From Exile to Oneness: The Bahá’í Faith Talks Climate in a Divided World

Following the execution of his teacher Siyyid ‘Ali Mohammad (Bab) in 1844, Bahá'u'lláh was exiled from his home in the Persian Empire to live out his remaining years in the neighboring Ottoman Empire. Bahá'u'lláh’s claim to Abrahamic heritage had proven too much for the Qajar Dynasty who had grown increasingly troubled by his syncretic view of Krishna, Jesus, Zoroaster and other spiritual messengers throughout history. Avowed to fulfill their collective prophecy, Bahá'u'lláh’s teachings’ spread quickly throughout a divided west before planting firm roots in the U.S.

Born Mírzá Ḥusayn-`Alí Núrí in modern day Tehran, Bahá'u'lláh studied under Bab, the founder of the Babism Movement which built on its Shiite roots to develop a message uniquely its own. Determined to fulfill the mission of his predecessor, the displaced leader created a new tradition during his forty-year imprisonment (terms of his exile), one that found power not in absolutist exclusivity, but rather an interconnectivity of all traditions and their shared values. Bahá'u'lláh called his teachings the Bahá'í Faith.

"I have never aspired after worldly leadership. My sole purpose hath been to hand down unto men that which I was bidden to deliver by God…"

— Bahá'u'lláh

Bahá'u'lláh’s son `Abdu'l-Bahá carried his father's message throughout Europe and America to new audiences — receptions that throughout the decades included Queen Marie of Romania and the actor Rainn Wilson (yes, Dwight from The Office and co-creator of Soul Pancake). The message `Abdu'l-Bahá delivered was clear, value-based, and concisely captured in three core principles.

  • The oneness of God: The only source of all creation is God
  • The oneness of humanity: All humans are created equal by God
  • The oneness of religion: All major religions come from God

On a January morning in 1950, Bahá'í communities gathered around the world to share these teachings commonly referred to as the “three onenesses.” The inaugural World Religion Day had been organized by the National Spiritual Assembly of the Bahá'ís of the United States (the national Bahá'í governing council) who sought to unify people of faith and to promote and continue Bahá'u'lláh’s message of interfaith social action.

The event was honored in many different ways, but all participants sought to define in very clear terms the Bahá'í notion that all faiths are created by God and that all humans are connected regardless of race, ethnicity, religion or nationality. Indefinitely scheduled for the third Sunday of every January, the global event continues to offer an opportunity for all people of faith to gather and connect on their shared values to address the major issues facing humanity.

The US Bahá'í Office of Public Affairs (OPA) has long positioned the protection of God’s creation as a paramount issue among these concerns. Their salient leadership on climate change is one of the many reasons that Blessed Tomorrow is proud to partner with the OPA community.

Here are just a few examples of their climate leadership over the past few decades.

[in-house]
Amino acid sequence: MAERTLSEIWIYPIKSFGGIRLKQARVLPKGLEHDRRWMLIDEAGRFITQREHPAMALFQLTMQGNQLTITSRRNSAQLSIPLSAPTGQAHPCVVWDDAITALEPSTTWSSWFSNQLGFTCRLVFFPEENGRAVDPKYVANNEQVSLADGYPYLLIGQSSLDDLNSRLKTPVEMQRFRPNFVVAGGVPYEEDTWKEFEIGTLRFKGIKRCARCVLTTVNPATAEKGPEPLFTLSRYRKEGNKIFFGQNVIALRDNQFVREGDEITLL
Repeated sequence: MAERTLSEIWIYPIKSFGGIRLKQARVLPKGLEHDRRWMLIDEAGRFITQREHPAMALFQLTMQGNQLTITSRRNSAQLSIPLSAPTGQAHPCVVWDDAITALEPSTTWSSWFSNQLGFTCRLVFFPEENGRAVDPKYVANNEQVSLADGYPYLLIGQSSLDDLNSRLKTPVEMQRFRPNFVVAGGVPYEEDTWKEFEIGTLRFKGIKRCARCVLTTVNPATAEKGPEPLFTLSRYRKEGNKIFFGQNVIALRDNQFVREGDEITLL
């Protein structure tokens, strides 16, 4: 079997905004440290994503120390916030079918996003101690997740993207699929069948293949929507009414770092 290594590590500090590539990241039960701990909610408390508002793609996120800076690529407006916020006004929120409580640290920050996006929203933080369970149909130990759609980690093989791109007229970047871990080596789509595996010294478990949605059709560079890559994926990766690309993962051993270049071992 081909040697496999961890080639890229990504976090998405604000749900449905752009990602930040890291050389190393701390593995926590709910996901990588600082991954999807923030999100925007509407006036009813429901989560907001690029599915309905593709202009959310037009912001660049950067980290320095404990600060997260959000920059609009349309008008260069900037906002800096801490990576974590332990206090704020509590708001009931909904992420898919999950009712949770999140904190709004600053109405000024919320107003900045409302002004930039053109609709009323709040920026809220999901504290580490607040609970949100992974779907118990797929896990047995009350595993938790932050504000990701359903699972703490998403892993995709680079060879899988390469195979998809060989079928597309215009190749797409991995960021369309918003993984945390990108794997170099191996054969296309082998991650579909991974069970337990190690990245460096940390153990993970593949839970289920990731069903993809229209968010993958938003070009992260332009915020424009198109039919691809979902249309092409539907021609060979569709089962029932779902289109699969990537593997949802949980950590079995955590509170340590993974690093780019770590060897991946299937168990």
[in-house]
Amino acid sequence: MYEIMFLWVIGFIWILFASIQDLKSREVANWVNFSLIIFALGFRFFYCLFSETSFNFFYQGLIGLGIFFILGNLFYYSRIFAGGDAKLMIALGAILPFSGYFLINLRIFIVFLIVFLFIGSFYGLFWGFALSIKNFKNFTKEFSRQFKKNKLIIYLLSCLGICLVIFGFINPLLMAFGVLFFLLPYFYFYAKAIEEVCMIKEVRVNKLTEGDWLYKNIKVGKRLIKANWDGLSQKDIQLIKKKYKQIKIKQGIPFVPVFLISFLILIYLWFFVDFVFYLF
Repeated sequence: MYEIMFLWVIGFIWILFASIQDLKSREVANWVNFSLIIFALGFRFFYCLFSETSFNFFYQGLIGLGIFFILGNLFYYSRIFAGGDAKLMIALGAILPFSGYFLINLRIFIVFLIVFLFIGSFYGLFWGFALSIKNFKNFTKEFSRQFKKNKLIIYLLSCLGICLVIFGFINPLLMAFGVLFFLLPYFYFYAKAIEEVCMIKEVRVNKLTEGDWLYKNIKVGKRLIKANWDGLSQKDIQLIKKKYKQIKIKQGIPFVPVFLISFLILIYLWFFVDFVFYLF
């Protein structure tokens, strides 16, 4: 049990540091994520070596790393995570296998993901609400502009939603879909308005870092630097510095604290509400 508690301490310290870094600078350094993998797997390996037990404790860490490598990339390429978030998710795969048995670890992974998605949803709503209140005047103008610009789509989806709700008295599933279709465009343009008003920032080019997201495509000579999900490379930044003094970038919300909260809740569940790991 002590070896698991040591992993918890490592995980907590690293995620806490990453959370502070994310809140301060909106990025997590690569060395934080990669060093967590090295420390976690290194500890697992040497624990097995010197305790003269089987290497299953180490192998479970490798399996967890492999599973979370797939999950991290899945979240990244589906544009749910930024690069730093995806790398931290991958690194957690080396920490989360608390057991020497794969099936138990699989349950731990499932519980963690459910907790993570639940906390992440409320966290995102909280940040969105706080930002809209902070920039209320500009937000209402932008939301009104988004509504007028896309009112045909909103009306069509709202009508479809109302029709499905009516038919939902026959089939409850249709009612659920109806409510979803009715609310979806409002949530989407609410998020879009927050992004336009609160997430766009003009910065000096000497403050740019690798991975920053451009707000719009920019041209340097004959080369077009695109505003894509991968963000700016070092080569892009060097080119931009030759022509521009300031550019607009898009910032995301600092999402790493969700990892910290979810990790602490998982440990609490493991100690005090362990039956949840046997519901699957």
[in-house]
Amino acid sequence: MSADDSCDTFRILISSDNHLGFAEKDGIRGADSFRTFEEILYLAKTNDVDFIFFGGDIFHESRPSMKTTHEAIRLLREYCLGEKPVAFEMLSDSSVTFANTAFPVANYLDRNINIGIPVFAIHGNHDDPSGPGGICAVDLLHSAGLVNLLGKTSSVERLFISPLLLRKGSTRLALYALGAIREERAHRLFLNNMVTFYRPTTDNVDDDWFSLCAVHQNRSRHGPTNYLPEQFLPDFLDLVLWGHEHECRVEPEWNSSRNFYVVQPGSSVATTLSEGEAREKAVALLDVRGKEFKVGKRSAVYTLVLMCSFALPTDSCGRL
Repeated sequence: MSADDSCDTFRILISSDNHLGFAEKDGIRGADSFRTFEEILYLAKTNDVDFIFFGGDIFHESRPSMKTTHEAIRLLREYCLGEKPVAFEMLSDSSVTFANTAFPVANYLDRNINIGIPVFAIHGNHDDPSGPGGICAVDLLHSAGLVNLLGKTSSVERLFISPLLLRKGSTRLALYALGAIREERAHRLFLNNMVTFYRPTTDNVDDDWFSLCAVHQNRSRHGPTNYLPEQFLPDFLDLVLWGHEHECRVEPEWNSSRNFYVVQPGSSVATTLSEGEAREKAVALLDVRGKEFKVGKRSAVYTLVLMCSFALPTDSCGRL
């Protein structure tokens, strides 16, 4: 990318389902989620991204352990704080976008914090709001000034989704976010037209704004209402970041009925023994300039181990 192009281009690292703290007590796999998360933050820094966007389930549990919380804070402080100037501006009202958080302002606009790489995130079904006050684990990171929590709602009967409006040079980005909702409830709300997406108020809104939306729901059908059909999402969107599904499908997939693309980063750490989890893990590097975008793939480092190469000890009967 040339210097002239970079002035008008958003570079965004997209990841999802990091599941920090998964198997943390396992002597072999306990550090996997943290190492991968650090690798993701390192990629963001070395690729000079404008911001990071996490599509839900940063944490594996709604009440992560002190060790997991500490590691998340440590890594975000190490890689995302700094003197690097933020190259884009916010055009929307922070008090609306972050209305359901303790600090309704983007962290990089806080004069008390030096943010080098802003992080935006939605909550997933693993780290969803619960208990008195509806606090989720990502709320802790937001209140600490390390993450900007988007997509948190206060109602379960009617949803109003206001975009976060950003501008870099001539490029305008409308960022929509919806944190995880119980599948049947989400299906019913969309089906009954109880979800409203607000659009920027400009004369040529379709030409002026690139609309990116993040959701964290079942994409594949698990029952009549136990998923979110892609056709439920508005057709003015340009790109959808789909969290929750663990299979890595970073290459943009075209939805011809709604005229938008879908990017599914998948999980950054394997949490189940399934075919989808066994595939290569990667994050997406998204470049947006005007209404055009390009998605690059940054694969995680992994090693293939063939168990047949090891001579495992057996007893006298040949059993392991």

• OPA works with the U.S. Bahá'í community to encourage their participation in Interfaith Power and Light’s annual National Preach-In on Climate Change.
  • OPA representatives have served in advisory roles for Interfaith Power and Light.
  • OPA representatives have served on the steering committee of the Interfaith Moral Action on Climate Change.
  • OPA representatives regularly give presentations at Bahá'í schools across the country to promote climate leadership at the local level.
  • OPA joined over 1,200 other signatories in endorsing the Climate Ethics Campaign’s statement, “Our Nation’s Moral Obligation to Address Climate Change.
  • OPA representatives opened a White House Office of Faith-Based Initiatives and the Environmental Protection Agency event with a speech on the “Power of Interfaith Collaboration.”
  • OPA’s representatives have attended meetings for the UN Framework Convention on Climate Change to share Bahá'í perspectives on climate ethics and to assist in drafting policy statements.

This short video explains how Bahá'í leaders “helped governments see things from an elevated viewpoint” by changing the way we talk about our “common homeland.”



If Bahá'í leaders were able to have that much influence on global governances, imagine the impact they could have over the next four years.

This year, World Religion Day falls on January 15th, just five days before a presidential inauguration that will solidify Donald Trump’s ascension to commander-in-chief. This makes 2017’s World Religion Day an ideal time to remind Donald Trump and his administration that faith leaders are watching and expecting nothing less than swift action in favor of the climate, the least of these, and the oneness of God’s creation.

World Religion Day events offer many activities including symposiums, festivals, and lectures! Contact your local temple to find one near you and connect with other faith communities to start a collaborative climate effort in your area.



“Nature is God’s Will and is its expression in and through the contingent world.”  


Ryan Smith is a writer at Blessed Tomorrow. He received his master's degree in Religious Studies with an emphasis in faith and climate change from the University of California, Riverside.

Leave a Reply

Your email address will not be published. Required fields are marked *